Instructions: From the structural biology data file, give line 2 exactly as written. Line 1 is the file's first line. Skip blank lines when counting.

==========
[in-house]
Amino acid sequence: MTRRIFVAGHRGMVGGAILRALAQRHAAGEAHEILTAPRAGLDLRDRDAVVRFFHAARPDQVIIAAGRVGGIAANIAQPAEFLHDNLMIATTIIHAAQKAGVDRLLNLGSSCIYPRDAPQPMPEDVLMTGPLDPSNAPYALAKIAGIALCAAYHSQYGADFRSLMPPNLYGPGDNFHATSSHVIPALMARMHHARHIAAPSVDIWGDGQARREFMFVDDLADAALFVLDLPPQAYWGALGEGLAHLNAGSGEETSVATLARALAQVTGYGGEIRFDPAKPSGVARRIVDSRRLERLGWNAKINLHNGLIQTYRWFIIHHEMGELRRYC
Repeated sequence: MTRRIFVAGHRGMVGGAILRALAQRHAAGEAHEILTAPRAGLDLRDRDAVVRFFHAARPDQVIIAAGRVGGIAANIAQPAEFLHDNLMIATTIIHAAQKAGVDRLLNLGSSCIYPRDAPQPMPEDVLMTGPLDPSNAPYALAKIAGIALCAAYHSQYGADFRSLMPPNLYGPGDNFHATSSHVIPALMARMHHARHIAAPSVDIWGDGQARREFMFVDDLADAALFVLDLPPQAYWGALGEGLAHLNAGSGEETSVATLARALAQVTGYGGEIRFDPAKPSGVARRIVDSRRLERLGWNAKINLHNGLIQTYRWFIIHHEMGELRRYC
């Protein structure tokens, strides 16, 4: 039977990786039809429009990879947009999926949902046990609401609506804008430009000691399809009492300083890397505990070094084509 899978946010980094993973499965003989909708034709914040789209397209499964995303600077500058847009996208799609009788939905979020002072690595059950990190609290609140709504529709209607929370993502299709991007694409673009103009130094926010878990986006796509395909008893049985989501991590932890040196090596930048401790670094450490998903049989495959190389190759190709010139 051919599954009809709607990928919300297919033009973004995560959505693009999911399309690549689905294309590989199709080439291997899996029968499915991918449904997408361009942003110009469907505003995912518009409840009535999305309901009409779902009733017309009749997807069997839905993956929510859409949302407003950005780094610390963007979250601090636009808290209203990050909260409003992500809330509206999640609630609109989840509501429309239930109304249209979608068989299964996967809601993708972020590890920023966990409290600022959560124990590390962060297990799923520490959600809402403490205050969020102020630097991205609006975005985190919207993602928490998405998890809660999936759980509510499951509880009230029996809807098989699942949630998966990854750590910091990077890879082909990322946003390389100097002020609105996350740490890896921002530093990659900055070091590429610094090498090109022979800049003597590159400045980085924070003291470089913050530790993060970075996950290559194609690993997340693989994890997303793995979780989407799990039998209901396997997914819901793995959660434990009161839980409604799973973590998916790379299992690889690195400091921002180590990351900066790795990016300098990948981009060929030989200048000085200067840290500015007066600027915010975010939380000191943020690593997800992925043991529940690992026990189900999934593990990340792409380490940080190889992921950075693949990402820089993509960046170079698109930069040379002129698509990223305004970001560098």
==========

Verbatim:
Amino acid sequence: MTRRIFVAGHRGMVGGAILRALAQRHAAGEAHEILTAPRAGLDLRDRDAVVRFFHAARPDQVIIAAGRVGGIAANIAQPAEFLHDNLMIATTIIHAAQKAGVDRLLNLGSSCIYPRDAPQPMPEDVLMTGPLDPSNAPYALAKIAGIALCAAYHSQYGADFRSLMPPNLYGPGDNFHATSSHVIPALMARMHHARHIAAPSVDIWGDGQARREFMFVDDLADAALFVLDLPPQAYWGALGEGLAHLNAGSGEETSVATLARALAQVTGYGGEIRFDPAKPSGVARRIVDSRRLERLGWNAKINLHNGLIQTYRWFIIHHEMGELRRYC